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Putin Visits Regions Hit By Devastating Floods

  • RFE/RL

Russian President Vladimir Putin flies over the Far Eastern Amur region, which has been hit by severe flooding.

Russian President Vladimir Putin flies over the Far Eastern Amur region, which has been hit by severe flooding.

President Vladimir Putin has visited regions hit by unprecedented flooding in Russia's Far East.

During the visit to Amur Oblast, Putin met with local farmers and provincial leaders. He assured them that compensation will be paid for damages caused by the floodwaters, which reportedly have started to recede in Amur Oblast.

Putin later arrived in the city of Khabarovsk, where the level of the Amur River continues to rise.

In Khabarovsk, Putin held meetings with regional leaders and ordered Russia's Investigative Committee to look into how local officials have handled the crisis.

"Some independent experts think that, and citizens are telling us that, some of our citizens doubt that all officials, including those in charge of hydroenergy facilities, acted strictly in line with relevant guidelines and current legislation," Putin said. "Activities of all officials ought to be thoroughly investigated, analyzed, and [findings] reported to me as a separate agenda item."

Russian Minister of Emergency Situations Vladimir Puchkov said at the meeting that the government of China, which neighbors Russia's Far East, has offered humanitarian aid to the flood-affected regions. However, Puchkov said Russia has refused to accept the offer, saying authorities will cope with the flood situation independently.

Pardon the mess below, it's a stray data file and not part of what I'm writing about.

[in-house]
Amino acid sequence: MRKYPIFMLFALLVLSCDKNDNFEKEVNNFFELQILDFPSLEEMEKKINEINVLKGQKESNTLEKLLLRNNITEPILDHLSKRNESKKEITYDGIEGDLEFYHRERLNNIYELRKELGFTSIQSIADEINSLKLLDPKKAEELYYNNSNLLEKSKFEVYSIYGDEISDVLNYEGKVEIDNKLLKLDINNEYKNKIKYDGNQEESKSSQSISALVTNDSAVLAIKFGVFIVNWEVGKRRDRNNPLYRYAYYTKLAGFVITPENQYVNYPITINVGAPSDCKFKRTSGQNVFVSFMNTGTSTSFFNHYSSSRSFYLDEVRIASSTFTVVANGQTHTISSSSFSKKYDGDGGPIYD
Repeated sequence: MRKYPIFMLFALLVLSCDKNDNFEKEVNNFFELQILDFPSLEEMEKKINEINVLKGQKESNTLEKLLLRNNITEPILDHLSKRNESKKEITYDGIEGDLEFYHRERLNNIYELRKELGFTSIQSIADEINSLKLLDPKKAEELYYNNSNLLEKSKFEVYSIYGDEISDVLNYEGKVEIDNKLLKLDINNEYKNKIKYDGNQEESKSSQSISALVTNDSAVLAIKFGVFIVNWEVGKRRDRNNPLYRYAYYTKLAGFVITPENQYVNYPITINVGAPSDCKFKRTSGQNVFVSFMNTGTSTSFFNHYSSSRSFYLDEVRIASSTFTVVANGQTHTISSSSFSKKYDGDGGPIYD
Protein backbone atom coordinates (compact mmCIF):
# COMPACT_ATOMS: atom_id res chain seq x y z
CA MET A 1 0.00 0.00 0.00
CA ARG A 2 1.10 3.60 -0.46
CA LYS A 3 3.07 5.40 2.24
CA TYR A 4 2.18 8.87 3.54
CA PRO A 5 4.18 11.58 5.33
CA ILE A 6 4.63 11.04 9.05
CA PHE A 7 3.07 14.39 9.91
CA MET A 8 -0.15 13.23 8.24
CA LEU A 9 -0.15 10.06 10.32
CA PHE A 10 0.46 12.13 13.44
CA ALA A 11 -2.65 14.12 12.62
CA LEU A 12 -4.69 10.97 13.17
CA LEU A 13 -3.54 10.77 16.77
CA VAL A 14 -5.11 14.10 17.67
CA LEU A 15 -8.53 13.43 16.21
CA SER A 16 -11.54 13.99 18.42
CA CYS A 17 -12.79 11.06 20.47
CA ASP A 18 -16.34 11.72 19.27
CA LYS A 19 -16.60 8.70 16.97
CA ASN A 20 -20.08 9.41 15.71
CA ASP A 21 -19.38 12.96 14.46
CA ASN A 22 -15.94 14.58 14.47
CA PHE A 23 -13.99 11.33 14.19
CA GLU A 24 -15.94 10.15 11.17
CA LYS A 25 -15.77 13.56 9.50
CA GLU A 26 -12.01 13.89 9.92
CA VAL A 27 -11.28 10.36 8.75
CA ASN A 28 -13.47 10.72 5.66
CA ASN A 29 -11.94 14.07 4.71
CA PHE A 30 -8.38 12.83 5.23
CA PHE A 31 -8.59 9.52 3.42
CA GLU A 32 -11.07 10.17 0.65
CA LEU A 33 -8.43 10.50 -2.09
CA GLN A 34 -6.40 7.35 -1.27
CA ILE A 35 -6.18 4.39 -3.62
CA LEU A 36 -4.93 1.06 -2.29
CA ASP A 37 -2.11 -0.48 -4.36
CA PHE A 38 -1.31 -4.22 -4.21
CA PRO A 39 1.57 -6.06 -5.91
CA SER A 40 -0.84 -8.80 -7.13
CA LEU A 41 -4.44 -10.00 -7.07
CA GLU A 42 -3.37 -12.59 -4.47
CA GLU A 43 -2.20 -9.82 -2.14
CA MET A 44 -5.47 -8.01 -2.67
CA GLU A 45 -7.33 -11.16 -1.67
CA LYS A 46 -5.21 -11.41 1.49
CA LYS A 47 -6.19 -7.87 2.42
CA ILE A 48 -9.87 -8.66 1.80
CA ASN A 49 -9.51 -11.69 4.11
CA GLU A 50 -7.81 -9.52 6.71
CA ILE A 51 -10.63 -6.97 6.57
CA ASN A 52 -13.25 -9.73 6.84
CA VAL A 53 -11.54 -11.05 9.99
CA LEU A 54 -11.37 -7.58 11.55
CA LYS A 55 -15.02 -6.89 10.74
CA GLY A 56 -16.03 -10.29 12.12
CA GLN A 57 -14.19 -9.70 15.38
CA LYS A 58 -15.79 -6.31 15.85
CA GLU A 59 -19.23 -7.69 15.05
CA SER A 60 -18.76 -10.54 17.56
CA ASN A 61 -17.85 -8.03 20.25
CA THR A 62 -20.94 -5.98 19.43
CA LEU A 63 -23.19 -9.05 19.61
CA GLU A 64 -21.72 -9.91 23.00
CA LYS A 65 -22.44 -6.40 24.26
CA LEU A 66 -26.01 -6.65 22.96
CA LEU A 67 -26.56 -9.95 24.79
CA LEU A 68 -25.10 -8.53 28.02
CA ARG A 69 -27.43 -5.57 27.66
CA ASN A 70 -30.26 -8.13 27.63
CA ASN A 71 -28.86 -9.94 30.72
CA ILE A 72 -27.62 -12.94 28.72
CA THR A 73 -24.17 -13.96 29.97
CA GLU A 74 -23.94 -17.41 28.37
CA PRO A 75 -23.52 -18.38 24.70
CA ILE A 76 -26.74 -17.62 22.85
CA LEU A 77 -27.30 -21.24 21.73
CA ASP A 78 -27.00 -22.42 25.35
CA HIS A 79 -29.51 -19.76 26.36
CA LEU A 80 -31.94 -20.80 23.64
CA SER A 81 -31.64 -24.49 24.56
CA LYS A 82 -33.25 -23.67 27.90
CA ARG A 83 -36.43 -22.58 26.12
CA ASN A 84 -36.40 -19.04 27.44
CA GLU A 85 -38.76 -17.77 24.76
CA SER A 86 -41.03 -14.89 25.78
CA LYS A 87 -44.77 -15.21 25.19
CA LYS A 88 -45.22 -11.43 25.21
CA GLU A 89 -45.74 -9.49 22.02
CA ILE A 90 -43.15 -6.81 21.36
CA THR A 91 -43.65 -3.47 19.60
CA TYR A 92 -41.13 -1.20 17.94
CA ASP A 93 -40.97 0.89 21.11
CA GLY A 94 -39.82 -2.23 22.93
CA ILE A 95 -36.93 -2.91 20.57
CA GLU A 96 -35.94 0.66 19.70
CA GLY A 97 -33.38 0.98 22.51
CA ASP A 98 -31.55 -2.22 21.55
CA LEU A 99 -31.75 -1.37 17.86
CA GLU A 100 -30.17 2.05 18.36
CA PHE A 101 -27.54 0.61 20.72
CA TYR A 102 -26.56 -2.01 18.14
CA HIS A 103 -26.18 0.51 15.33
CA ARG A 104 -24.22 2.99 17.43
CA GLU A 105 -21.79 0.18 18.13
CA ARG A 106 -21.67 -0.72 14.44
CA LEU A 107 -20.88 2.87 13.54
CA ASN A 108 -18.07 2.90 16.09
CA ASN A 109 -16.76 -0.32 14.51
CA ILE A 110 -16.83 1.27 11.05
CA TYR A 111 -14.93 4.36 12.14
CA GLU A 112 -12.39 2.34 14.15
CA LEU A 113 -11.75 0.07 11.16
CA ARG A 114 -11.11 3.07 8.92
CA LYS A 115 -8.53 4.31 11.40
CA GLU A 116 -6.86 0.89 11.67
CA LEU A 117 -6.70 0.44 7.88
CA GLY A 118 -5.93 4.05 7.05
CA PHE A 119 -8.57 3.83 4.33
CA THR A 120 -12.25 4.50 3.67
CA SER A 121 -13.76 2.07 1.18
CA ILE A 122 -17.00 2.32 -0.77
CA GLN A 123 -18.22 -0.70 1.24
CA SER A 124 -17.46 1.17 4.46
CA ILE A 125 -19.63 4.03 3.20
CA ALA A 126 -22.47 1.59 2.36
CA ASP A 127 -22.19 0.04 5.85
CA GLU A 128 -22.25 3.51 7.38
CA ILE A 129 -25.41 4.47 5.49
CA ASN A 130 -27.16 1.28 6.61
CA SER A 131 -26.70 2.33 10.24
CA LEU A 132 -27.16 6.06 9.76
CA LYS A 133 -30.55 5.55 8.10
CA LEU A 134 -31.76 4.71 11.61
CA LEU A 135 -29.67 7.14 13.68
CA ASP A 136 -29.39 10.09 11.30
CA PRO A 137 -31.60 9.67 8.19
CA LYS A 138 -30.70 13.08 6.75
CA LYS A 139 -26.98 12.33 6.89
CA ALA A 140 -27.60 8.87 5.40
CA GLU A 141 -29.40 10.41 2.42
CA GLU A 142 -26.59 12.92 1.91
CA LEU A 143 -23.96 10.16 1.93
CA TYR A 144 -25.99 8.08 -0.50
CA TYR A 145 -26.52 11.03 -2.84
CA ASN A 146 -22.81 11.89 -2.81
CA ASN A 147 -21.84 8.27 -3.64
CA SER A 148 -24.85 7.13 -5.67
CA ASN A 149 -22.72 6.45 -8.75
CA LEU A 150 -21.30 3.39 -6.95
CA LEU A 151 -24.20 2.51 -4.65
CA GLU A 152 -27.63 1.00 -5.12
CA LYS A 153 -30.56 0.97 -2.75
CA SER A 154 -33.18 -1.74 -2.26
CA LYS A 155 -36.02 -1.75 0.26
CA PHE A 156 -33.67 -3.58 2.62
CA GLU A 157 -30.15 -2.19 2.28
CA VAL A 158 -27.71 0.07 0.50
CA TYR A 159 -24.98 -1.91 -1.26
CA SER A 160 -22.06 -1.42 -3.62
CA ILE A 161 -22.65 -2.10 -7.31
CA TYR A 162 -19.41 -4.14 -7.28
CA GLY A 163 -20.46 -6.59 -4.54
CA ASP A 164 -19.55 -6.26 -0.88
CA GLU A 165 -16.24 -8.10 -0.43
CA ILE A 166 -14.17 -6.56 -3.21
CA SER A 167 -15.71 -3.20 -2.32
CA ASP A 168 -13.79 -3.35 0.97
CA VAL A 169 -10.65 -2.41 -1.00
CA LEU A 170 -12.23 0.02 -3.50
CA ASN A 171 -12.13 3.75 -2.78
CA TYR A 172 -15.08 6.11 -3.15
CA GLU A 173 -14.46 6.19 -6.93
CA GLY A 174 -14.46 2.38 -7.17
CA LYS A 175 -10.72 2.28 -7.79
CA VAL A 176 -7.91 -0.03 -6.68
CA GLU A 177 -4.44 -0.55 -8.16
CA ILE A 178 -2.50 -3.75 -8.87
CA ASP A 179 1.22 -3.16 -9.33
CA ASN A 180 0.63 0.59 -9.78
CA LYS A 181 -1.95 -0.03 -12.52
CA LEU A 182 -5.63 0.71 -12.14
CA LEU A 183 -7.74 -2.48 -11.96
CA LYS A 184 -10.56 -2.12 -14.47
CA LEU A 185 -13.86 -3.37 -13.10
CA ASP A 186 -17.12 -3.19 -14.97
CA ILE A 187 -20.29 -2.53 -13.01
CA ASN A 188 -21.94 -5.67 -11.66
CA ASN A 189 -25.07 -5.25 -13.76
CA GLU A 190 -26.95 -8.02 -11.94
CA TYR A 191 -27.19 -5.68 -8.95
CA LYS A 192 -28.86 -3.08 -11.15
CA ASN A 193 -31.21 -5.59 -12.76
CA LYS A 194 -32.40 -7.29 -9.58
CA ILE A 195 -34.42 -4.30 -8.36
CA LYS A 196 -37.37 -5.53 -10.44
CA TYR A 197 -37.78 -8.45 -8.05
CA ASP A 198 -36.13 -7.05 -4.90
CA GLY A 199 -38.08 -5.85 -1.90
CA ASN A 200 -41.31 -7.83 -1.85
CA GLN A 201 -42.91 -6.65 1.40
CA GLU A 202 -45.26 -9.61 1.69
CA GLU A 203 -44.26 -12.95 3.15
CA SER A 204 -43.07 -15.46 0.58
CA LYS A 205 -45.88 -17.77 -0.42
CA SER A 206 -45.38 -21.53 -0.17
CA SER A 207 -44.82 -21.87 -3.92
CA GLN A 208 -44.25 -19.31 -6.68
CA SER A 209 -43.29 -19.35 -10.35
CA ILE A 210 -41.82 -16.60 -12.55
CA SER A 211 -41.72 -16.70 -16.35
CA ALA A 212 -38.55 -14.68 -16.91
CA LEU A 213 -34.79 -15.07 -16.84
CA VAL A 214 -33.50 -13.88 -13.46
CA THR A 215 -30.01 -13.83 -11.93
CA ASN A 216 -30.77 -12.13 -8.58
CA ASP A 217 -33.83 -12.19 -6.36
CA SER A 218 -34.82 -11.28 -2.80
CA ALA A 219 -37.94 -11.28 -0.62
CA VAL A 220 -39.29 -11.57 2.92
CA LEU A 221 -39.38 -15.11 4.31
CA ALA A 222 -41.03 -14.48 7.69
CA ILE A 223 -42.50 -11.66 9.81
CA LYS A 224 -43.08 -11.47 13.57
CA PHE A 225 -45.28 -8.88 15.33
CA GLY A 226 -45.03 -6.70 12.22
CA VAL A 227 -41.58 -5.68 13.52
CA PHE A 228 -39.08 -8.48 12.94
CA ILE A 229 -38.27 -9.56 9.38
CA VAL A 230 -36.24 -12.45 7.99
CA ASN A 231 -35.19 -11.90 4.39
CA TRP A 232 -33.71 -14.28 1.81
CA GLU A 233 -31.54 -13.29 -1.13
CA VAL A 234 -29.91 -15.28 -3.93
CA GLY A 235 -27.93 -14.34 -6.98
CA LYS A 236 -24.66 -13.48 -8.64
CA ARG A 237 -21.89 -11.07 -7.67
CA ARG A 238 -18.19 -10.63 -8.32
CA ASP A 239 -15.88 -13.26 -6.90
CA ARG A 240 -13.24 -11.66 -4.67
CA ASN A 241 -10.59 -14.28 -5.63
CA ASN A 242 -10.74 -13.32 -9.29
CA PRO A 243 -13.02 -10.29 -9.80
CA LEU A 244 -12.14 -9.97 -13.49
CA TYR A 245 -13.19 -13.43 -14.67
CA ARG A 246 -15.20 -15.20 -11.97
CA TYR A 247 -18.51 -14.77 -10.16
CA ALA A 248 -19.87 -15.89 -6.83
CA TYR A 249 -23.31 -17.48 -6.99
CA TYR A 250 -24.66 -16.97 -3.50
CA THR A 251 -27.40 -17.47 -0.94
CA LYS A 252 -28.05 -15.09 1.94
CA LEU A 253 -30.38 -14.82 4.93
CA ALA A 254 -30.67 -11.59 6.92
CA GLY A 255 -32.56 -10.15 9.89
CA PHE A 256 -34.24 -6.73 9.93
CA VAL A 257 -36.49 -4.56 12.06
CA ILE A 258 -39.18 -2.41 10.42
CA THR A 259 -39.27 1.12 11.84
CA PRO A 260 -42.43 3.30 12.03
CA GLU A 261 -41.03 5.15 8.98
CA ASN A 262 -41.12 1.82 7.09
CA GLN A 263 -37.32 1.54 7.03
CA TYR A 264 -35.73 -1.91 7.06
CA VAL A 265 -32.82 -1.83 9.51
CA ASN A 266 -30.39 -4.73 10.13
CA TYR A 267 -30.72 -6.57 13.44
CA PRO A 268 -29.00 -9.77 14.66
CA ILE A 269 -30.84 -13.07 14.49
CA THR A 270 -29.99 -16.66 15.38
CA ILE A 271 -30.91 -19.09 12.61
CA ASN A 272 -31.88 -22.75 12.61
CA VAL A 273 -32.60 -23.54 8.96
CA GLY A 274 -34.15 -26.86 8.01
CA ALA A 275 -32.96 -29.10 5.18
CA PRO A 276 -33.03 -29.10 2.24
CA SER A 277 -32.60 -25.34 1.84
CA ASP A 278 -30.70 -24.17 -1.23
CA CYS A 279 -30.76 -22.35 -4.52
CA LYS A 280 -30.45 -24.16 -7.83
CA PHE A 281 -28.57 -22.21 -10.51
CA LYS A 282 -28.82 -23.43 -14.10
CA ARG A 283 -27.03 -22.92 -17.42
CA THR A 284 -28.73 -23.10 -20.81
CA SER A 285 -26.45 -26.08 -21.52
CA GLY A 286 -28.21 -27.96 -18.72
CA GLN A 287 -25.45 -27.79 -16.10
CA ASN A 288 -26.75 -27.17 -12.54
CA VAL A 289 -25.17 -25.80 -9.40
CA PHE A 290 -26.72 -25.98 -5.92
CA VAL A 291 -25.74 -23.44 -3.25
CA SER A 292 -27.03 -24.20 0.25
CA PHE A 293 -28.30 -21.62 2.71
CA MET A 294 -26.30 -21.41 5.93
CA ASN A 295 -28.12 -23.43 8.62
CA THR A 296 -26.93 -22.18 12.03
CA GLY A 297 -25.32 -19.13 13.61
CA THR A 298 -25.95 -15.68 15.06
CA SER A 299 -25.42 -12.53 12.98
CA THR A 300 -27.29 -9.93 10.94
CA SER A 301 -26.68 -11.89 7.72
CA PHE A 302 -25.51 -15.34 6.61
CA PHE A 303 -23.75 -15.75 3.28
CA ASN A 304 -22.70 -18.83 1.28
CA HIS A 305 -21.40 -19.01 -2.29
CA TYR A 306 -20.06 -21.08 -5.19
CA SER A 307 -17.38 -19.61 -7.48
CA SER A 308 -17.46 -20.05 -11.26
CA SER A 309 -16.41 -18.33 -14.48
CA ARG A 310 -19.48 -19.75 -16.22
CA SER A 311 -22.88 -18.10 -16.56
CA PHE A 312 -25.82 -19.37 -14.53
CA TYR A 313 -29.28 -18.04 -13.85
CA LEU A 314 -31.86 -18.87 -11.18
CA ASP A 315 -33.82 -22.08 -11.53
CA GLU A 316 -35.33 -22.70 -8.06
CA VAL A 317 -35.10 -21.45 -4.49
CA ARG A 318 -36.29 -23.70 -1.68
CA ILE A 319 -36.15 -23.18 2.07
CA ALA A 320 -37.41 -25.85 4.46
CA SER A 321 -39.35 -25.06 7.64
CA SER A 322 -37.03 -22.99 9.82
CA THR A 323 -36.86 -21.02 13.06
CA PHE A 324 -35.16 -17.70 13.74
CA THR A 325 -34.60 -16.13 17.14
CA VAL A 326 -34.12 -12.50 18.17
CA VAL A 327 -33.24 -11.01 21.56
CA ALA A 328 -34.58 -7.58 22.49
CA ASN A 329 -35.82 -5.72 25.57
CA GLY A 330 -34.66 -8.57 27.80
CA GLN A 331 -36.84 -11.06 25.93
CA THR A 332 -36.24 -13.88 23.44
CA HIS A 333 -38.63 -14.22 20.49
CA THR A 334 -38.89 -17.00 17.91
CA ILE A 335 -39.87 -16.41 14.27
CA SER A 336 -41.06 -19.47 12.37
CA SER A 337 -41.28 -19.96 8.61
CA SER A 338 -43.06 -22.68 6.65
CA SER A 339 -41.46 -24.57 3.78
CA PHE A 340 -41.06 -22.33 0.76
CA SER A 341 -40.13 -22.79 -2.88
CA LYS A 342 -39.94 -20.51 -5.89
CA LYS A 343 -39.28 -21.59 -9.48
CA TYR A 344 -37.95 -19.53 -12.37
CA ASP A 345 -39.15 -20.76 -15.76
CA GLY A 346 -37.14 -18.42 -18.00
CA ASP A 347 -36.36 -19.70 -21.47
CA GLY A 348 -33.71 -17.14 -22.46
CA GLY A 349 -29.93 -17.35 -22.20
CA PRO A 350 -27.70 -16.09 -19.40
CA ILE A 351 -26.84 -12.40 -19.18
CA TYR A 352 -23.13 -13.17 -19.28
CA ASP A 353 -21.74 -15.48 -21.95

The governor of the Jewish Autonomous Oblast, one of the regions badly affected by the floods, asked Putin to postpone local elections for a year. They were scheduled for September 8.

Aleksandr Vinnikov said holding elections in the current situation is impossible. Putin replied that postponing the elections is undesirable but worth considering.

Thousands of residents have been evacuated from towns and villages in the Jewish Autonomous Oblast, as well as in the regions of Amur, Khabarovsk and Yakutia, in recent days.

The coal- and gold-mining industries, as well as farms in the region, have been severely damaged by the floods, which are considered Russia's worst in 120 years.

On August 27, the presidential envoy in the Far East, Viktor Ishaev, said that 100,000 people have been affected by the floods, which damaged 9,500 homes in several regions.

The Khabarovsk region's acting governor, Vyacheslav Shprot, said earlier that the flooding might last for a month.


With reporting by ITAR-TASS, Interfax, and Rossiya 24
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